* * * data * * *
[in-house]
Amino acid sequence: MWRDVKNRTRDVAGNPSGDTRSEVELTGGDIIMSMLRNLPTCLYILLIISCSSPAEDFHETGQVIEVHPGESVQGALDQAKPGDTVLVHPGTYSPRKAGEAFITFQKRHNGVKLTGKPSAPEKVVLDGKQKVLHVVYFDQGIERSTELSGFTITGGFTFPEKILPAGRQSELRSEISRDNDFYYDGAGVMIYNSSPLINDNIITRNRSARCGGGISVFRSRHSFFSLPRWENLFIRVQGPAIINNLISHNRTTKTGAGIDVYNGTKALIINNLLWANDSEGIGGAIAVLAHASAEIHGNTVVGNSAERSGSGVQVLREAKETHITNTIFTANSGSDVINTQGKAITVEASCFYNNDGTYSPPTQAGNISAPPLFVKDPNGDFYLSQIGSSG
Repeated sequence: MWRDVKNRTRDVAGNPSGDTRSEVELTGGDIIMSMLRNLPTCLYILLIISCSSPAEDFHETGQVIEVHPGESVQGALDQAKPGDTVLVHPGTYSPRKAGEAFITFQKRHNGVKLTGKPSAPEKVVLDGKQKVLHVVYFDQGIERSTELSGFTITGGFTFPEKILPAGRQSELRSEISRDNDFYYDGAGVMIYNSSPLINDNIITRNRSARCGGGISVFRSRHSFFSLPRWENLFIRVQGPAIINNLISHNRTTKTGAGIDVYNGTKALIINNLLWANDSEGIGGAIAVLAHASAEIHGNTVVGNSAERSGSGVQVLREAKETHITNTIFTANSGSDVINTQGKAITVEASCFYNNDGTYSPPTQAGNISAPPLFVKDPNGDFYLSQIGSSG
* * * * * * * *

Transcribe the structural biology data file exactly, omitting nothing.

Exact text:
[in-house]
Amino acid sequence: MWRDVKNRTRDVAGNPSGDTRSEVELTGGDIIMSMLRNLPTCLYILLIISCSSPAEDFHETGQVIEVHPGESVQGALDQAKPGDTVLVHPGTYSPRKAGEAFITFQKRHNGVKLTGKPSAPEKVVLDGKQKVLHVVYFDQGIERSTELSGFTITGGFTFPEKILPAGRQSELRSEISRDNDFYYDGAGVMIYNSSPLINDNIITRNRSARCGGGISVFRSRHSFFSLPRWENLFIRVQGPAIINNLISHNRTTKTGAGIDVYNGTKALIINNLLWANDSEGIGGAIAVLAHASAEIHGNTVVGNSAERSGSGVQVLREAKETHITNTIFTANSGSDVINTQGKAITVEASCFYNNDGTYSPPTQAGNISAPPLFVKDPNGDFYLSQIGSSG
Repeated sequence: MWRDVKNRTRDVAGNPSGDTRSEVELTGGDIIMSMLRNLPTCLYILLIISCSSPAEDFHETGQVIEVHPGESVQGALDQAKPGDTVLVHPGTYSPRKAGEAFITFQKRHNGVKLTGKPSAPEKVVLDGKQKVLHVVYFDQGIERSTELSGFTITGGFTFPEKILPAGRQSELRSEISRDNDFYYDGAGVMIYNSSPLINDNIITRNRSARCGGGISVFRSRHSFFSLPRWENLFIRVQGPAIINNLISHNRTTKTGAGIDVYNGTKALIINNLLWANDSEGIGGAIAVLAHASAEIHGNTVVGNSAERSGSGVQVLREAKETHITNTIFTANSGSDVINTQGKAITVEASCFYNNDGTYSPPTQAGNISAPPLFVKDPNGDFYLSQIGSSG